Kyle Wilson writes nicely thought out articles on game development. He just wrote a piece, Defining Good Middleware, on Gamasutra (also on his site, Game Architect).

I’ve been asked how Gamebryo stacks up to his definition of good middleware. So, I’ll discuss that, plus throw in some additional thoughts. Read his article first.

How does Gamebryo stack up?

Good middleware lets you hook your own memory allocator.

Certainly. We ship an optimized pooled allocator for small objects, and a memory debugging/tracking/analysis system as well. Snapping on your own allocator is easy.

Getting this implemented in a code base is much easier to do early on! Major Kudos go to Shawn Kime who was the muscle man implementing this feature onto a game engine that had already shipped across a console generation and contained nearly 10,000 files.

Good middleware lets you hook your own I/O functions.
Yes, you can register your own functions for loading engine content. There are a few edge cases, e.g. on some platforms we use platform specific APIs sometimes to load certain file types.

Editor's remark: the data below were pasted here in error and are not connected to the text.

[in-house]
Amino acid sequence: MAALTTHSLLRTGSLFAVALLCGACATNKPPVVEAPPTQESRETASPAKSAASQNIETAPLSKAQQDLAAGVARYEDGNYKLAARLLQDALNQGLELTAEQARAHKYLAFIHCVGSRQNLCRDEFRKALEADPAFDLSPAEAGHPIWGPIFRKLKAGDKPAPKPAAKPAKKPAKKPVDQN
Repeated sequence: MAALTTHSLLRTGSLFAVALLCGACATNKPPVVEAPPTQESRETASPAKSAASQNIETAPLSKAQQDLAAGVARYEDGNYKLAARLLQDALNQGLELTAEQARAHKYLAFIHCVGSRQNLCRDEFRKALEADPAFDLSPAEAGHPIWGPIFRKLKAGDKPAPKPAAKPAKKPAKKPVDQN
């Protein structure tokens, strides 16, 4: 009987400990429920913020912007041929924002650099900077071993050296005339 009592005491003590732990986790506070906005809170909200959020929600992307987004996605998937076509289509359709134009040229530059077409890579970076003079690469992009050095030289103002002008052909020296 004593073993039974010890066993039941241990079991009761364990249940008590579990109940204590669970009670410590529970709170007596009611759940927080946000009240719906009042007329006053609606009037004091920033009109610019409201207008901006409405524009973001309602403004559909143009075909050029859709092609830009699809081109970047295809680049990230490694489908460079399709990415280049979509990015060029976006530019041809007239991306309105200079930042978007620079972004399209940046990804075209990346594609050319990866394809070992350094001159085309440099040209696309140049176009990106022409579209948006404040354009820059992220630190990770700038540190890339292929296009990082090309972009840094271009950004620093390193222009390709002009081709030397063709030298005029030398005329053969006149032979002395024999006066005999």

Good middleware has extensible functionality.
We design for customer extensions. But, this is a significant task! Every feature must be considered for extensibility, and the right amount of flexibility selected. Some extensibility comes with a performance or memory cost. Most flexibility adds complexity to code.

Solid C++ design can be used in many areas, allowing customers to register custom derived objects with a factory system. The cost is polymorphism, and adding conditionals to code to handle unforeseen cases customers may introduce. Other areas can use template programming with policies, functors, visitors, etc.

Gamebryo 2.5 shipped with a massive overhaul of the geometry system, allowing customers to arbitrarily specify data formats, semantics, interleaving, and sharing. This offers significant benefits, but with a cost. Several fast paths must exist for code based on different formats of data. Some modules restrict the data layout to a known subset. Template programming is used to offer "perfect inner loops" at compile time, but increase the complexity of the code. And the exporting pipeline complexity is increased as client data format requests are normalized against known constraints of the runtime.